Pre-Christmas pay fight in Marks& Spencer’s supply chain

RMT MEMBERS at DHL’s Neasden depot, supply chain partners of Marks and Spencer’s and a key transport and distribution hub for pre-Christmas deliveries, will strike again for 24 hours this Friday and Monday in an on-going dispute over pay and conditions.

Following a unanimous vote for action, and a rock solid strike on the 22nd October, RMT’s executive has instructed members as follows, not to book on for any shifts between:

· 00:01 hours and 23:59 hours on Friday 30th November 2012.

· 00:01 hours and 23:59 hours on Monday 3rd December 2012

Strike action scheduled for three weeks ago was suspended by RMT after management claimed that they were tabling an improved offer. However, after close scrutiny and consultation with members it was found that the “improved” offer was no such thing and as a result strike action is back on.

DHL are the supply chain partners of Marks and Spencer’s and the company have a veto over the pay and conditions of the DHL workforce. Attempts by DHL to make an earlier, improved offer to the Neasden depot staff were sabotaged by a direct intervention by Marks and Spencer’s who demanded that the offer be withdrawn.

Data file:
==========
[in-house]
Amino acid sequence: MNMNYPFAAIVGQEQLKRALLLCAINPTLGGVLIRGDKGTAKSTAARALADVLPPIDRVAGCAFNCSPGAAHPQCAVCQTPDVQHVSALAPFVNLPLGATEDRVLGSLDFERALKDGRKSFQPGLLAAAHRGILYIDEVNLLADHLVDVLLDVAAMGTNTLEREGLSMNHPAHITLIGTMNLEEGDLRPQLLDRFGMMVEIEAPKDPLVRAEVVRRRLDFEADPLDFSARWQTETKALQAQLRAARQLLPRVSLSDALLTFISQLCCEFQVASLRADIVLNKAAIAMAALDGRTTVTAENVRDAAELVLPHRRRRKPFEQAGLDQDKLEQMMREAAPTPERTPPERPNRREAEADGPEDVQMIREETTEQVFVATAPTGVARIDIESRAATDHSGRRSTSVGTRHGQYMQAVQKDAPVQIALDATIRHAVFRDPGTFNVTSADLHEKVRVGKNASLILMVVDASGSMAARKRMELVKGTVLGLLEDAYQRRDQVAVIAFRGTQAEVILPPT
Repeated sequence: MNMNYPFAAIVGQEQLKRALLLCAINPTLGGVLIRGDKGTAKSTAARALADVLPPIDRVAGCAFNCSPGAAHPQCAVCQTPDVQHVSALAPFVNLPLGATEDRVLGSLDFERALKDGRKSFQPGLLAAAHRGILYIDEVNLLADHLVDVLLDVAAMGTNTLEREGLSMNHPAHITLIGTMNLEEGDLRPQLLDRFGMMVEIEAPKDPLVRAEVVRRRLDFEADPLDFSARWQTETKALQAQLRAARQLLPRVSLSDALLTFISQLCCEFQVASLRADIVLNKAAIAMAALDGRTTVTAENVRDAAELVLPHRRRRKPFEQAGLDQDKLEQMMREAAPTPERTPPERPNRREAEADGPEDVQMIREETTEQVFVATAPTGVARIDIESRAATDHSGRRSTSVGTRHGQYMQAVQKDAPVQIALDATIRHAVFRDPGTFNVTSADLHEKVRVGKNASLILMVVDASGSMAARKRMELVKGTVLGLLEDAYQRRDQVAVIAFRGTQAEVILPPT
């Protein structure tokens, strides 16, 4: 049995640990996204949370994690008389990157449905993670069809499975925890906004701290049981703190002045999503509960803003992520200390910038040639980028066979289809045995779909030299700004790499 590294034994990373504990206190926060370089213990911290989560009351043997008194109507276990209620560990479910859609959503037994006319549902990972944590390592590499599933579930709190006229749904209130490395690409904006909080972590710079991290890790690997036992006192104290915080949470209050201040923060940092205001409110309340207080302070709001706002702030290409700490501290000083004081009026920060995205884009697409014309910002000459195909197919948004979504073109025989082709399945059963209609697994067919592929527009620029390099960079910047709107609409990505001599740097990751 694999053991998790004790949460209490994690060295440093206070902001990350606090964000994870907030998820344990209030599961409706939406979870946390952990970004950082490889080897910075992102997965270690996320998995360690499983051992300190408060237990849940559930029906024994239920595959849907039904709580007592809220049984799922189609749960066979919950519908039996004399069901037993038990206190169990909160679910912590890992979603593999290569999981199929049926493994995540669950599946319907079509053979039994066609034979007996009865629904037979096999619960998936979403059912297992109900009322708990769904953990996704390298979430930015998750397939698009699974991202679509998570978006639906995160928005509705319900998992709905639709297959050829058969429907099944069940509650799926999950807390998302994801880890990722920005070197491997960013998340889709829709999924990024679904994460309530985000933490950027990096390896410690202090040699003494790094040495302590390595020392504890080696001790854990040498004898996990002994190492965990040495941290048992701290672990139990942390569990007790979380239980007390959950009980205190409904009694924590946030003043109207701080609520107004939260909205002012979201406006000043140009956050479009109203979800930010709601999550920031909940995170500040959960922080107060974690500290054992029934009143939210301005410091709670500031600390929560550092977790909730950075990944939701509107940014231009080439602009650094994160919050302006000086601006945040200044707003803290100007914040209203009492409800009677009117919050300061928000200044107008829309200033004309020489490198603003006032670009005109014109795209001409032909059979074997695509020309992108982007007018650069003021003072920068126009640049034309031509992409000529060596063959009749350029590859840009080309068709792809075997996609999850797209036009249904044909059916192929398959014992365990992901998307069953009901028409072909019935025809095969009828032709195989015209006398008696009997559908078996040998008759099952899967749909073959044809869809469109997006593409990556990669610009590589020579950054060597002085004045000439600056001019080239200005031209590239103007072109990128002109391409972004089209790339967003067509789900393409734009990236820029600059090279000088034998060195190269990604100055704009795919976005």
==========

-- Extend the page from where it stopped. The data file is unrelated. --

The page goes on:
The core of the dispute hinges on the fact that the Neasden workforce are on the same terms and conditions but on lower pay scales than those members at DHL Enfield. Despite attempts by RMT to negotiate a settlement here has also been no resolution so far to the union demands for harmonisation between the depots or the call for the company to honour paid breaks.

RMT General Secretary Bob Crow said:

“RMT members have been led up the garden path by DHL. What was claimed to be an “improved” offer turned out to be no such thing and we detect once again the corrosive influence of Marks and Spencer’s in this dispute and that’s why we are back into strike action in the run up to Christmas at this key distribution depot.

“It is a scandal that the highly-profitable Marks and Spencer’s organisation are using strong arm tactics to drive down pay to poverty levels in the supply chain at DHL. While the board room is awash with cash they expect the staff who generate those profits to accept shockingly low pay and attacks on their living standards that are a national disgrace.

“RMT is urging members to stand firm together and support this action with the same 100% solidarity as they have shown in both the ballot for action and the earlier round of strike action. Previous unsatisfactory offers from the Company have all been rejected by the union as they do not meet the real increased cost of living. RMT remains available for talks but is down to Marks and Spencer’s to lift their veto and allow those talks on pay justice to commence.”


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